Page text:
In this month’s newsletter on how SEO works, I mentioned an article published in the New York Times last year about a particular online retailer that had discovered a way to turn negative online reviews into an increased PageRank—something that should be discouraging to any consumer, or anyone at all for that matter. Reflecting upon this prompted some thoughts that didn’t make it into the final draft of the article but which are worth considering just the same…
A wise man once said, you can’t judge a philosophy by its abuse. True right? And yet, most of us do just that all the time. I can think of plenty of examples from every corner of my life, but here’s one that is relevant to you: I stumble upon quite a bit of material written about search engine optimization (SEO) on the web—most of it disparaging critiques of a system perceived to be against consumers, against design, and against truth. (In fact, one in particular prompted me to add this article topic to my editorial calendar in the first place.) Because SEO is a big part of what we talk about with our clients, I brace myself and read each and every one of these articles. Most of them misunderstand how Google works—among other facts—and just continue to propagate myths and bad practices. But you know what? Some of them also make great points about how frustrating the web experience can be due to very real abuses of SEO. But does that mean SEO is all bad? Well, it depends upon what you mean by SEO.
The trouble with acronyms is that, sometimes, the more they’re used the farther away their meaning gets from the original set of words they represent. So, from search engine optimization—the process of making information on a web page more available and understood through search engines, based upon an understanding of how they work—we get SEO, which can mean all kinds of things to different people. To some, SEO simply means a method of getting a website to be listed on the first page of Google search results. To others, SEO is a title—Search Engine Optimizer—for those who’s job it is to optimize their clients’ content. But neither idea is quite on point. Being listed on the first page of Google search results is meaningless unless it is for search queries relevant to the information contained in your content. And, in my opinion, anyone who creates content for the web should be a search engine optimizer. In fact, those who actually create the content are much more equipped to do this well than a third party, provided they understand how search engines work.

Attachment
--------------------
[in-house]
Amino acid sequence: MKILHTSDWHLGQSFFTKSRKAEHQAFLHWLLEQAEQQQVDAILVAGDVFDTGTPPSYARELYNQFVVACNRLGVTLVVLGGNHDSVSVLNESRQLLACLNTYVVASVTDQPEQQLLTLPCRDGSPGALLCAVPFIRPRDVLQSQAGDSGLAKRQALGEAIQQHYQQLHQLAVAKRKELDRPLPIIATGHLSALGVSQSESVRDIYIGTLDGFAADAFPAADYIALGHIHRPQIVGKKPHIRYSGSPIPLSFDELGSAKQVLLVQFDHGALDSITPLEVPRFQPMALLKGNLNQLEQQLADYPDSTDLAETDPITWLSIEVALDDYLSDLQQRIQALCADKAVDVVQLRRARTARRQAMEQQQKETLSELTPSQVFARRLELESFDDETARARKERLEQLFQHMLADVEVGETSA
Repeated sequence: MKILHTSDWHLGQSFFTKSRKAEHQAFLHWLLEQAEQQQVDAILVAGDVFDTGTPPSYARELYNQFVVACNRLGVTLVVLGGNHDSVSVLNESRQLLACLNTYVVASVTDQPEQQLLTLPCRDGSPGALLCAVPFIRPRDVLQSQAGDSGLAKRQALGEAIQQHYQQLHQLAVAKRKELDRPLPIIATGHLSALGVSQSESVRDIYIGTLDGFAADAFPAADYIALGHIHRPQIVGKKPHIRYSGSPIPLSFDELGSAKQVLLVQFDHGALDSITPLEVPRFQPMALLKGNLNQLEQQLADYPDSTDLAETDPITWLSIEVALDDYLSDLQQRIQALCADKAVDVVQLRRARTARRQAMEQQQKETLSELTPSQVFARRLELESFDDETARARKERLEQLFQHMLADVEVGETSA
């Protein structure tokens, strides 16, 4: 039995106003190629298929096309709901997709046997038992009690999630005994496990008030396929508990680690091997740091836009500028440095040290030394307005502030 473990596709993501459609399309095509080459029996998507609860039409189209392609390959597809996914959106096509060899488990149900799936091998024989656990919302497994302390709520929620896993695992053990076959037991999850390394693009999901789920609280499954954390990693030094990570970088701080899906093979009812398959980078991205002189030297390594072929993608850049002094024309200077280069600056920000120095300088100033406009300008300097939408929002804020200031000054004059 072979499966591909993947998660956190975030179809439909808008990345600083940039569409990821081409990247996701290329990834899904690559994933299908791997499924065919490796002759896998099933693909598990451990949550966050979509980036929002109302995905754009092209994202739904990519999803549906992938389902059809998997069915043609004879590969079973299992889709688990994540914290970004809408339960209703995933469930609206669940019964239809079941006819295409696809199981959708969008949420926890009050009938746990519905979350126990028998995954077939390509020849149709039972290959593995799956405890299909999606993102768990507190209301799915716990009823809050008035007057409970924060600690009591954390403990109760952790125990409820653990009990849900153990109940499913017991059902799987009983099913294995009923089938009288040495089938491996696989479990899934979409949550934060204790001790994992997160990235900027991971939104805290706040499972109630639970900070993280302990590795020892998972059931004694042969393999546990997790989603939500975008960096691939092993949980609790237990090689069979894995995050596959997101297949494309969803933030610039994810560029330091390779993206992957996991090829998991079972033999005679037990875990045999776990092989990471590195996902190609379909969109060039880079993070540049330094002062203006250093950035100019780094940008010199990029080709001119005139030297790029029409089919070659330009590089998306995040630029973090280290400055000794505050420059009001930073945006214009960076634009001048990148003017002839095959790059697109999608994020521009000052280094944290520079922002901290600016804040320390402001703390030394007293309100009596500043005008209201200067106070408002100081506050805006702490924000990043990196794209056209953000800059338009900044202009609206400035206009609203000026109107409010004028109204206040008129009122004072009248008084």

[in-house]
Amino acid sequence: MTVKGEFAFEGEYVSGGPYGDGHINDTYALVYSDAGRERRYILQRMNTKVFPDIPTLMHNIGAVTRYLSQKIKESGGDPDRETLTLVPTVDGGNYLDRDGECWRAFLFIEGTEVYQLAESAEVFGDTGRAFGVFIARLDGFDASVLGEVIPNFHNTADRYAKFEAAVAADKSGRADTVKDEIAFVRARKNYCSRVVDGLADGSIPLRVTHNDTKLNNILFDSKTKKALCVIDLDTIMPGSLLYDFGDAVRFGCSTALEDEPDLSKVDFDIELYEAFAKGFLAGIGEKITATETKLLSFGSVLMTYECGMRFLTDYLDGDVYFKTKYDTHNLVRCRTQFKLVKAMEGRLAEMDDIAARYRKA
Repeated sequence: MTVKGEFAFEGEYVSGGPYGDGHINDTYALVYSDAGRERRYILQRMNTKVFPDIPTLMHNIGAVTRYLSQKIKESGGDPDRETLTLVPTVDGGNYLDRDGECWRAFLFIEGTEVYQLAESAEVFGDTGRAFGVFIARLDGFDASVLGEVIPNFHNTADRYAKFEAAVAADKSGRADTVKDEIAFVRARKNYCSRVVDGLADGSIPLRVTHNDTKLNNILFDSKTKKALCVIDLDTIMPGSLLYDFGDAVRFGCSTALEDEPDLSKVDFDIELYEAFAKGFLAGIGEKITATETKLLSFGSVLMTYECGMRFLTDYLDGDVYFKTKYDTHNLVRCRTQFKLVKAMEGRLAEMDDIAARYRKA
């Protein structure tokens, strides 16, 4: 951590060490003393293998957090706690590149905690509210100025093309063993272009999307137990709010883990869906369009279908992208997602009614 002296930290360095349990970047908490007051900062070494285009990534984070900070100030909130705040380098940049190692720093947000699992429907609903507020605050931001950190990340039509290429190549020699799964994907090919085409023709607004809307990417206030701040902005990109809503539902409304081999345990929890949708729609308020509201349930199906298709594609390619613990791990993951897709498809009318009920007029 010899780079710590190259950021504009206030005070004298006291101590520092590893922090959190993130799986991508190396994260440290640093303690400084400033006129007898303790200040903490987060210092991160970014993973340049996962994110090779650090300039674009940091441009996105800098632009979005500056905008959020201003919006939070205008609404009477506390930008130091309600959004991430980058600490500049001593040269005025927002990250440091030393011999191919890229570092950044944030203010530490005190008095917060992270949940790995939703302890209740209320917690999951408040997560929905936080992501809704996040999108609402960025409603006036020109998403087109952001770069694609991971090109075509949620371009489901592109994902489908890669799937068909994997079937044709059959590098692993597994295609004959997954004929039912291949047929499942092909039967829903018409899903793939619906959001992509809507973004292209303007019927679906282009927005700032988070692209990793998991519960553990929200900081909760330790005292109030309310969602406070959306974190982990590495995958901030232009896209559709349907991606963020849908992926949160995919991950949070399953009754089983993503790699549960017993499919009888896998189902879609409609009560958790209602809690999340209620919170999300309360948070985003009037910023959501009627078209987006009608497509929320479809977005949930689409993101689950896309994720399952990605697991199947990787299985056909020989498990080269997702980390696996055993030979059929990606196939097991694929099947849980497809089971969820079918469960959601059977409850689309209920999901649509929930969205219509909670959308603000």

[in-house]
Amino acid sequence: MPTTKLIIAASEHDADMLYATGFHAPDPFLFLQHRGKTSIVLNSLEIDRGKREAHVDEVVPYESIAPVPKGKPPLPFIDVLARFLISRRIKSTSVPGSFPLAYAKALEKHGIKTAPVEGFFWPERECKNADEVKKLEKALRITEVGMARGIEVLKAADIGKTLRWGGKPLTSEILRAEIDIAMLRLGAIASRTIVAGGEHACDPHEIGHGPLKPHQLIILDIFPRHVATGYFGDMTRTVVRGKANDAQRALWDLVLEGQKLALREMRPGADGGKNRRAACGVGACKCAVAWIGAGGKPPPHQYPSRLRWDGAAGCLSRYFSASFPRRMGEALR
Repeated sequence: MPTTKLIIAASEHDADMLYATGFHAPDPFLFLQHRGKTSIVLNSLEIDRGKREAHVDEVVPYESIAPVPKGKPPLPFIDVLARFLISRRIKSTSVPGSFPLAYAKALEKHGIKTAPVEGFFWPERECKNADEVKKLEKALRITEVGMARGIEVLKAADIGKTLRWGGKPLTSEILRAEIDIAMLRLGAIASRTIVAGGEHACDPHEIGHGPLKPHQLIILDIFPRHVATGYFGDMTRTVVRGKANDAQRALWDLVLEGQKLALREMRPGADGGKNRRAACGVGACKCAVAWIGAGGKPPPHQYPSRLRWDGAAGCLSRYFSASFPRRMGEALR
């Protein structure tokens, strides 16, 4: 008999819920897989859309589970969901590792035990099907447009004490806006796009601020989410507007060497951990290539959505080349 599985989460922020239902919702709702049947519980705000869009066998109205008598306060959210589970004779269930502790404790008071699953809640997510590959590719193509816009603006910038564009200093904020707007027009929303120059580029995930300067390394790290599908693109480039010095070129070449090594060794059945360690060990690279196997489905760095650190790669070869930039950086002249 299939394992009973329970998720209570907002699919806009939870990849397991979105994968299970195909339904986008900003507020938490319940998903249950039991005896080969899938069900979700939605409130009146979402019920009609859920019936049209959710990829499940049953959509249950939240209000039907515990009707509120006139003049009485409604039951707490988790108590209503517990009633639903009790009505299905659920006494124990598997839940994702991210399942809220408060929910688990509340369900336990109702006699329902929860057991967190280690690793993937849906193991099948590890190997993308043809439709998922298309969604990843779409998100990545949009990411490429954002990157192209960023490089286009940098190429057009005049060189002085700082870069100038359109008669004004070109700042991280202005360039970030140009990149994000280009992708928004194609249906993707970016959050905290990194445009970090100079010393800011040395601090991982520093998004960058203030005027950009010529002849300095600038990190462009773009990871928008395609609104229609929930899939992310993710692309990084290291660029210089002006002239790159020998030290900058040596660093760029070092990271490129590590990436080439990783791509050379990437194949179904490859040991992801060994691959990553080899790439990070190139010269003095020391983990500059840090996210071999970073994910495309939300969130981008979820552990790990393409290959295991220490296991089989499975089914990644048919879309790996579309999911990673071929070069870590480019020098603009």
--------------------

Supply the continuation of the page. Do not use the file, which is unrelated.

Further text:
That idea—that if you create content, you should be proficient enough with search engine optimization to not need to hire a consultant—has been at the core of our SEO philosophy since the beginning. We don’t sell SEO services. Doing so would contradict almost everything that we’ve built our business upon, not least of which is the idea that a good website is one that is under your control.